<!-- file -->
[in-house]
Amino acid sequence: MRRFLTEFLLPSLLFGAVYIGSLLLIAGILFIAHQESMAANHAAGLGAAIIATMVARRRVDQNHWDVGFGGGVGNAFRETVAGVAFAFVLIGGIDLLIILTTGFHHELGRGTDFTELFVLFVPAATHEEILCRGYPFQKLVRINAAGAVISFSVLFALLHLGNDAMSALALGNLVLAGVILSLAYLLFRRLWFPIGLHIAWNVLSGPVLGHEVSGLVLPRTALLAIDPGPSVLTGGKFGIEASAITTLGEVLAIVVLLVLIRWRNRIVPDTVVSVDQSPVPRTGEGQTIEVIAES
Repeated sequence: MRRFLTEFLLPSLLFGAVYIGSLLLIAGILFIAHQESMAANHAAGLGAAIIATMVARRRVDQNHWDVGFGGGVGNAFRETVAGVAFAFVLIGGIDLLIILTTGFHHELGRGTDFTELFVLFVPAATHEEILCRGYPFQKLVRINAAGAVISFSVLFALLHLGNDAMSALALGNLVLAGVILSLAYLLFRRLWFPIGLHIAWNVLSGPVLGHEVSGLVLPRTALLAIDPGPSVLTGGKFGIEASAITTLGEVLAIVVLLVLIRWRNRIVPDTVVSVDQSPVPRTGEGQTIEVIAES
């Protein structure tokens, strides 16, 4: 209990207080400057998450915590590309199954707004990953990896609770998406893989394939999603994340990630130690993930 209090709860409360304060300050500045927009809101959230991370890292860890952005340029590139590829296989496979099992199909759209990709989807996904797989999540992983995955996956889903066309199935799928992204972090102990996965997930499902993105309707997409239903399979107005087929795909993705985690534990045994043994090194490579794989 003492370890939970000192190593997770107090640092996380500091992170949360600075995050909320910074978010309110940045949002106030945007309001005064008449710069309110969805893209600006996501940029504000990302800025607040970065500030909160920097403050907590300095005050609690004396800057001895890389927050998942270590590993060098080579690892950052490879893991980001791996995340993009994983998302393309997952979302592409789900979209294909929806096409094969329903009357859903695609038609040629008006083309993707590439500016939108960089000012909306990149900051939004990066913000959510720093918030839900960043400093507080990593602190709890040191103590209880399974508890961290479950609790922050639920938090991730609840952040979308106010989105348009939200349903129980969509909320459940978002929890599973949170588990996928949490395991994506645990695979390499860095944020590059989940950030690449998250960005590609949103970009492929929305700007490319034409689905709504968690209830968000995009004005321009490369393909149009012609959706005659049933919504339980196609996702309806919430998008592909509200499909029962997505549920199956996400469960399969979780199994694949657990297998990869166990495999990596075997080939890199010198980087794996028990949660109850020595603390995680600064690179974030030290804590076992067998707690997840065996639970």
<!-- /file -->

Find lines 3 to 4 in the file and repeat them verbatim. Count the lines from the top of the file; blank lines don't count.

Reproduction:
Repeated sequence: MRRFLTEFLLPSLLFGAVYIGSLLLIAGILFIAHQESMAANHAAGLGAAIIATMVARRRVDQNHWDVGFGGGVGNAFRETVAGVAFAFVLIGGIDLLIILTTGFHHELGRGTDFTELFVLFVPAATHEEILCRGYPFQKLVRINAAGAVISFSVLFALLHLGNDAMSALALGNLVLAGVILSLAYLLFRRLWFPIGLHIAWNVLSGPVLGHEVSGLVLPRTALLAIDPGPSVLTGGKFGIEASAITTLGEVLAIVVLLVLIRWRNRIVPDTVVSVDQSPVPRTGEGQTIEVIAES
């Protein structure tokens, strides 16, 4: 209990207080400057998450915590590309199954707004990953990896609770998406893989394939999603994340990630130690993930 209090709860409360304060300050500045927009809101959230991370890292860890952005340029590139590829296989496979099992199909759209990709989807996904797989999540992983995955996956889903066309199935799928992204972090102990996965997930499902993105309707997409239903399979107005087929795909993705985690534990045994043994090194490579794989 003492370890939970000192190593997770107090640092996380500091992170949360600075995050909320910074978010309110940045949002106030945007309001005064008449710069309110969805893209600006996501940029504000990302800025607040970065500030909160920097403050907590300095005050609690004396800057001895890389927050998942270590590993060098080579690892950052490879893991980001791996995340993009994983998302393309997952979302592409789900979209294909929806096409094969329903009357859903695609038609040629008006083309993707590439500016939108960089000012909306990149900051939004990066913000959510720093918030839900960043400093507080990593602190709890040191103590209880399974508890961290479950609790922050639920938090991730609840952040979308106010989105348009939200349903129980969509909320459940978002929890599973949170588990996928949490395991994506645990695979390499860095944020590059989940950030690449998250960005590609949103970009492929929305700007490319034409689905709504968690209830968000995009004005321009490369393909149009012609959706005659049933919504339980196609996702309806919430998008592909509200499909029962997505549920199956996400469960399969979780199994694949657990297998990869166990495999990596075997080939890199010198980087794996028990949660109850020595603390995680600064690179974030030290804590076992067998707690997840065996639970």